Introduction: Electric Longboard (CyberBoard)

UPDATE: Battery V3 coming soon! Featuring 1kWh of power at 42Vs. It will use a new cooling design that utilizes liquid immersion cooling designs I have made my self and am currently building; this will enable super charging! I'll explain more when I post the build log for that in another Instructable. Shout out to the Hacksmith's James Hobson for inspiration!

Hello everyone, in this Instructable I will be sharing how I built my CyberBoard. As any good builder should I will be sharing BOTH my failures and successes with this build in order to help prevent you recreating my mistakes. I go through many variations of each of the parts that I designed and fabricate to reach optimal performance. I will go ahead and say ahead of time that the look and layout is not for everyone hence the name "Cyber-" in the name (in reminiscence to CYBERTRUCK).

Before we begin there is a safety and disclaimer that I have made Step 1 because that is important to practice since the amount of power that we are dealing with can injure of even kill you. So PLEASE READ THE SAFETY STEP. Thank you.

So you want to build an electric vehicle of sorts and have chosen to use a skate/long board? You have come to the right place! For me personally I wanted to build a DIY eSK8 because I can't ride a regular board to save my life because my lack of balance. But the main reason was because as we move through time electrification has begun to retake* the auto industry and intercity travel. Plus who wouldn't want to experience the immense and sudden feeling of instant torque that comes with using a motorized board? With this let's begin!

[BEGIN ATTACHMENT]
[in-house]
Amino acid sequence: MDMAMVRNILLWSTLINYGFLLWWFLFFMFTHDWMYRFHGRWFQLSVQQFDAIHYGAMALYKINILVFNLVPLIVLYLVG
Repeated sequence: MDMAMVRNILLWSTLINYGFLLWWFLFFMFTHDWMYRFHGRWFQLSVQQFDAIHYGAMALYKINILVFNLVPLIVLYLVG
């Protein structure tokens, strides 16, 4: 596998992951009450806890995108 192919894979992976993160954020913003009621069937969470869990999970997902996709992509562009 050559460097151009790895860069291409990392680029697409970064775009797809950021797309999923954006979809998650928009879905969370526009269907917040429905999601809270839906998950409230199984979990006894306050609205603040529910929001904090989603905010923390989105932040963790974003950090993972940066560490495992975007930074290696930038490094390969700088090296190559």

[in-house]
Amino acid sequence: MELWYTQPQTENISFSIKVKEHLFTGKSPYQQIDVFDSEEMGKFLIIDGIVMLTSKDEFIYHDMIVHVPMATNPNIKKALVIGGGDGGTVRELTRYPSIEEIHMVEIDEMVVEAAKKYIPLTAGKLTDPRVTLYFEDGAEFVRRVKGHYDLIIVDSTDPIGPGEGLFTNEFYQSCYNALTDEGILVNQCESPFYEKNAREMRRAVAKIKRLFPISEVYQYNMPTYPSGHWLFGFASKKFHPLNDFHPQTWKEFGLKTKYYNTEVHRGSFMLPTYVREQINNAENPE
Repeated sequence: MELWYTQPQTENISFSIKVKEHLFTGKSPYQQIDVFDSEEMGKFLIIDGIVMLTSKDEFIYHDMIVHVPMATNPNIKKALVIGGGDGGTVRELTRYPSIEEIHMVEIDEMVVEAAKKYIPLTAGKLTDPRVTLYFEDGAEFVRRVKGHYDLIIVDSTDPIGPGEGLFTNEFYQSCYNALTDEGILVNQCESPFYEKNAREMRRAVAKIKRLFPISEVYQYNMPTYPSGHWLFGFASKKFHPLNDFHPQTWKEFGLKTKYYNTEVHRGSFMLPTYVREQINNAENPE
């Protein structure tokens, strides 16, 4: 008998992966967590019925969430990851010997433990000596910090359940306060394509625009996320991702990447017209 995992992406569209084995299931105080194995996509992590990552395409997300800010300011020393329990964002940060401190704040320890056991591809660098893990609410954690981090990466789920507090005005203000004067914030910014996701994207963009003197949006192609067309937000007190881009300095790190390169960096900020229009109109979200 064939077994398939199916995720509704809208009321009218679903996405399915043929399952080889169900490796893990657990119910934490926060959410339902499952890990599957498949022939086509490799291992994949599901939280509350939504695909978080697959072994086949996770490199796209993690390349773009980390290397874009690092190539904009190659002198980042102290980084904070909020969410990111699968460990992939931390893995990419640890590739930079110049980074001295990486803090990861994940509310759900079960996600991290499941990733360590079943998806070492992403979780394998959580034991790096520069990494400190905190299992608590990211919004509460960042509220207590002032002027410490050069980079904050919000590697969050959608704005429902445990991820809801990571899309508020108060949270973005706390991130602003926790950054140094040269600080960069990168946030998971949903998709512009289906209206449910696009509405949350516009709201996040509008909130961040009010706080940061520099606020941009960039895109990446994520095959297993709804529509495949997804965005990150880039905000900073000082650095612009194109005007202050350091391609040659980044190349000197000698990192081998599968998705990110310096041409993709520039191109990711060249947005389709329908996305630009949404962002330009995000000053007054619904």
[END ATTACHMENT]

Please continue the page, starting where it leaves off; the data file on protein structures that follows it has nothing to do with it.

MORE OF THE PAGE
*more about this in the sources section

Additional information will be commented into the pictures to help guide you.

More pictures, information, and fixes will be added periodically.


I'll add to the list as needed anything listed is either from Home Depot or I didn't have a link yet.

Tools Used: (With Links!)

- Propane Torch

- Soldering Iron

- Solder + Flux

- 3D Printer (Ender 3)

- Basic Tools

- Drill

- Bits

- Phillips/Flathead

- Metal Saw/Miter Saw

- Angle Tool

- Sander/Sandpaper

Bill of Materials:(With Links!)

- Skate/Long board

- RC Controller

- Motor

- Motor Pulley + Gears

- Batteries

- Wires Various: (As much as you need)

Extension Cord (Orange)